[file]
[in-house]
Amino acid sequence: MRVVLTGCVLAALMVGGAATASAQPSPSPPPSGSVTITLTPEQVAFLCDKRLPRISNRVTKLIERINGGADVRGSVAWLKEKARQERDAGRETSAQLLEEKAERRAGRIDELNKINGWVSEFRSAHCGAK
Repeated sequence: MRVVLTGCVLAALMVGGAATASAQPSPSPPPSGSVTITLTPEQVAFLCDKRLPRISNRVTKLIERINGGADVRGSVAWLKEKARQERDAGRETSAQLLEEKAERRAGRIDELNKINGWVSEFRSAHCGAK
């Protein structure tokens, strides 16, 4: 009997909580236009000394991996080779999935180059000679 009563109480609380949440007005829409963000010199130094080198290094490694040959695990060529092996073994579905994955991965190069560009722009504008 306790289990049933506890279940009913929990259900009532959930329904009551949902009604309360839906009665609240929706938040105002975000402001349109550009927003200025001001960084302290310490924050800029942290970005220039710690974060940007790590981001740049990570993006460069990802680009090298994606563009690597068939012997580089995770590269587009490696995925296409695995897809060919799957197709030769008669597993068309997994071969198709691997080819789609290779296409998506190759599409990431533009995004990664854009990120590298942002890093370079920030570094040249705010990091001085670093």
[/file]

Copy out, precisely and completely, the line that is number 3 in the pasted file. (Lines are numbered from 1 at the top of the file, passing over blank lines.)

Repeated sequence: MRVVLTGCVLAALMVGGAATASAQPSPSPPPSGSVTITLTPEQVAFLCDKRLPRISNRVTKLIERINGGADVRGSVAWLKEKARQERDAGRETSAQLLEEKAERRAGRIDELNKINGWVSEFRSAHCGAK